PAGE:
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Alms for Oblivion

Author:

Edward Dahlberg
Foreword by Sir Herbert Read

Alms for Oblivion

“His perceptions are generally brilliant, cogent and refreshingly original, and his use of the language as well as his mastery of English sentence structure make the book worth reading as an example of superlative style if nothing else.”

R. Baird Shuman, South Atlantic Quarterly

This volume makes available in book form a collection of seventeen essays by Edward Dahlberg, who has been called one of the great unrecognized writers of our time. Some of the selections have never been published before; others have appeared previously only in magazines of limited circulation. There is a foreword by Sir Herbert Read.

The individual essays are on a wide range of subjects - literary, historical, philosophical, personal. The longest is a discussion of Herman Melville’s work entitled “Moby-Dick - A Hamitic Dream.” The fate of authors at the hands of reviewers is the subject of the essay called “For Sale.” In “No Love and No Thanks” the author draws a characterization of our time. He presents a critique of the poet William Carlos Williams in “Word-Sick and Place-Crazy,” and a discussion of F. Scott Fitzgerald in “Peopleless Fiction.” In “My Friends Stieglitz, Anderson, and Dreiser” he discusses not only Alfred Stieglitz, Sherwood Anderson, and Theodore Dreiser but other personalities as well. He also writes of Sherwood Anderson in “Midwestern Fable.” In “Cutpurse Philosopher” the subject is William James. “Florentine Codex” is about the conquistadores. Other essays in the collection are the following: “Randolph Bourne,” “Our Vanishing Cooperative Colonies,” “Chivers and Poe,” “Domestic Manners of Americans,” “Robert McAlmon: A Memoir,” “The Expatriates: A Memoir,” and an essay on Allen Tate.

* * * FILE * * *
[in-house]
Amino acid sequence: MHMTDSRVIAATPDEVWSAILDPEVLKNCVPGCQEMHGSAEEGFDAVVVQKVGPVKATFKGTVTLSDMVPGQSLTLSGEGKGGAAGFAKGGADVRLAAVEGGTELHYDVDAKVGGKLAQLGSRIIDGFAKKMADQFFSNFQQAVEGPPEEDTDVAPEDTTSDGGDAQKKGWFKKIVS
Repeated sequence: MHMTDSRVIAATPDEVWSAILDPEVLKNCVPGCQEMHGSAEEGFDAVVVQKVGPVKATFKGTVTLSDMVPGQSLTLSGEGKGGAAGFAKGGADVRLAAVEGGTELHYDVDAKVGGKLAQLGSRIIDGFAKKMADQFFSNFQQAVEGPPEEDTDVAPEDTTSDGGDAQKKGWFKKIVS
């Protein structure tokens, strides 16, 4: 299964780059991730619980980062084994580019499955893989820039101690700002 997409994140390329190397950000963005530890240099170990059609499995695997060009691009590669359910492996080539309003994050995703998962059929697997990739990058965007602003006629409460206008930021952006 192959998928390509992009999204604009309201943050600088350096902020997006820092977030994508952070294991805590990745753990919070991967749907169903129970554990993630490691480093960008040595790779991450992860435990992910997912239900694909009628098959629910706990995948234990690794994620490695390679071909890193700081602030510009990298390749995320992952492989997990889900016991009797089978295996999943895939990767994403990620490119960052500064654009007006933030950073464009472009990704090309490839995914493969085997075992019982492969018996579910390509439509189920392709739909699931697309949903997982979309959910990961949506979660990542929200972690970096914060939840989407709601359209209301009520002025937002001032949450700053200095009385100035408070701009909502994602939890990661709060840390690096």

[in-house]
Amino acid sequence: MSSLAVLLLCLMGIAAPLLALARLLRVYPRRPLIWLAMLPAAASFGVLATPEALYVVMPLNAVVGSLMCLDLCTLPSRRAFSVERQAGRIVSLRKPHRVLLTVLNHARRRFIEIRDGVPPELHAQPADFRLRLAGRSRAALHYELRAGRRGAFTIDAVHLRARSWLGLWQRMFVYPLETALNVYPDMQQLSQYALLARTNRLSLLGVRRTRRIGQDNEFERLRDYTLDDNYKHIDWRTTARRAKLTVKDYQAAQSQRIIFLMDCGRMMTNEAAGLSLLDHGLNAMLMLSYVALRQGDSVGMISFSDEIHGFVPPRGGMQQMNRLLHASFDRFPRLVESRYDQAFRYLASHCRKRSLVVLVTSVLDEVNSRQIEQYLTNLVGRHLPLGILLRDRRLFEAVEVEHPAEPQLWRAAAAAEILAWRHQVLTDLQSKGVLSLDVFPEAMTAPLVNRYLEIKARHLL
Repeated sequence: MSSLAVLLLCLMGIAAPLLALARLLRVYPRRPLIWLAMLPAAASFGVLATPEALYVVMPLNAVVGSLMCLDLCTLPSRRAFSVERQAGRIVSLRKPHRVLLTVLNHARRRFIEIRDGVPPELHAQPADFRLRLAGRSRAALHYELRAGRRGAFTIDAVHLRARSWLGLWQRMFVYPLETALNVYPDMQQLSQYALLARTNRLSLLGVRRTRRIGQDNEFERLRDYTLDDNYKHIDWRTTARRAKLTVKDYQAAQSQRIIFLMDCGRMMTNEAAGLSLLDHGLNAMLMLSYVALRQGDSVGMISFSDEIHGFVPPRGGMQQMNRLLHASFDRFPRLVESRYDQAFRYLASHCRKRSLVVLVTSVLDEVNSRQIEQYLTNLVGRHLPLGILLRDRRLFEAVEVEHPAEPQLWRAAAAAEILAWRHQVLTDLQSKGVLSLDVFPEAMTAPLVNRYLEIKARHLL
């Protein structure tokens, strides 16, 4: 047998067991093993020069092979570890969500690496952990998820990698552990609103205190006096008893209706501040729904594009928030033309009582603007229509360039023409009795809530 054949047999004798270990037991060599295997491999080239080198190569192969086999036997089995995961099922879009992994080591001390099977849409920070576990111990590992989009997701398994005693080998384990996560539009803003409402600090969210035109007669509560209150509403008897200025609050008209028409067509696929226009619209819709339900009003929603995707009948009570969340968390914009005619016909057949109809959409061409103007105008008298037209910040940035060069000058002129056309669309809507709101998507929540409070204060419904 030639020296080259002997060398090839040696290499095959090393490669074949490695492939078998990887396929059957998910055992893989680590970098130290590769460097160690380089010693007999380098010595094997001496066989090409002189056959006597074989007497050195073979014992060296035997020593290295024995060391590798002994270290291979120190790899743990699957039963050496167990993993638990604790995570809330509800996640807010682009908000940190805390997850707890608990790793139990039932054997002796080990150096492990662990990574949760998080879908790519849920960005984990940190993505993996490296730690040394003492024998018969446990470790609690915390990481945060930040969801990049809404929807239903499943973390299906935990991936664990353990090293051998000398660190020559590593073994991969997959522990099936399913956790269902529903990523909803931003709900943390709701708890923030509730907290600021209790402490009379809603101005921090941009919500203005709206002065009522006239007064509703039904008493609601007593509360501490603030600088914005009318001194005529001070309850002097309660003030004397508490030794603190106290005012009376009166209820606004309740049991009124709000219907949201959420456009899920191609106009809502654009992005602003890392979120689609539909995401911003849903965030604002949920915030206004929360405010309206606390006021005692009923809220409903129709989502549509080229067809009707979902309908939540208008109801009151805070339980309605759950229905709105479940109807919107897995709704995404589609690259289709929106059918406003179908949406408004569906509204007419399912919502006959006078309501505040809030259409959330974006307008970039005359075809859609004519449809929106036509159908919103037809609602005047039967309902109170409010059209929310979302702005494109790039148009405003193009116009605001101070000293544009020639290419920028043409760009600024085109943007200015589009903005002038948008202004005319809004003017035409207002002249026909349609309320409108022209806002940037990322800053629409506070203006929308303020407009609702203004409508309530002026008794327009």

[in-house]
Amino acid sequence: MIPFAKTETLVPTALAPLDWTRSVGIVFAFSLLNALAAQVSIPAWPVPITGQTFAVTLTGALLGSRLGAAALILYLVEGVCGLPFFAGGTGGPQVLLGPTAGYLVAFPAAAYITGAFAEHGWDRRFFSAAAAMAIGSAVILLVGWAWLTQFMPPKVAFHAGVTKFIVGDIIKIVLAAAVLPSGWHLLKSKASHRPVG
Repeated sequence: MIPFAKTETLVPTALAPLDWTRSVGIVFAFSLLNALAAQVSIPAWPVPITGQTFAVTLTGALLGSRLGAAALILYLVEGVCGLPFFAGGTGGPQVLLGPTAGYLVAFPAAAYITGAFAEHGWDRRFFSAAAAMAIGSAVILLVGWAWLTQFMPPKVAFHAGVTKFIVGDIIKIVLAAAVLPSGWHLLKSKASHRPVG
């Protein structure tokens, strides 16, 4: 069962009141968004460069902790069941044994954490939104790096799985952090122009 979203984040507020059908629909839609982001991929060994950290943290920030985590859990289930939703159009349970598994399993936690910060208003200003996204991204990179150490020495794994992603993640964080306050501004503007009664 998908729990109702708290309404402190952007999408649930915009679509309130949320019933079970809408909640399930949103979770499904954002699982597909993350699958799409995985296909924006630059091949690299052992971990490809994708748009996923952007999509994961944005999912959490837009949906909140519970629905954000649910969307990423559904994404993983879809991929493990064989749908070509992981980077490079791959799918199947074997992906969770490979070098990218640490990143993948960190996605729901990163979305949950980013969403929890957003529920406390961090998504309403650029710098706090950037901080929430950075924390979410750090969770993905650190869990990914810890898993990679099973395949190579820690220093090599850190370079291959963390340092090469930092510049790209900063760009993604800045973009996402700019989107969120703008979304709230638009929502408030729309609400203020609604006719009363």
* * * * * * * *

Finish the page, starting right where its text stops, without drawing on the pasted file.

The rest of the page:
Alms for Oblivion

Edward Dahlberg was an independent literary scholar and critic. He taught literature at New York University and Columbia.

Alms for Oblivion

“His perceptions are generally brilliant, cogent and refreshingly original, and his use of the language as well as his mastery of English sentence structure make the book worth reading as an example of superlative style if nothing else.”

R. Baird Shuman, South Atlantic Quarterly

“In my view, Dahlberg is the sharpest serious critic writing today - and the most necessary.”

Michael Blankfort, Los Angeles Times

“The vigor of expression and thought that characterized the author’s Because I Was Flesh is present in 17 essays devoted to literary criticism and to reminiscences of a New York literary circle that included Sherwood Anderson and Theodore Dreiser.”

Booklist

Alms for Oblivion is exciting, provoking, at times self-contradictory, but always energetic and committed.”

Times Literary Supplement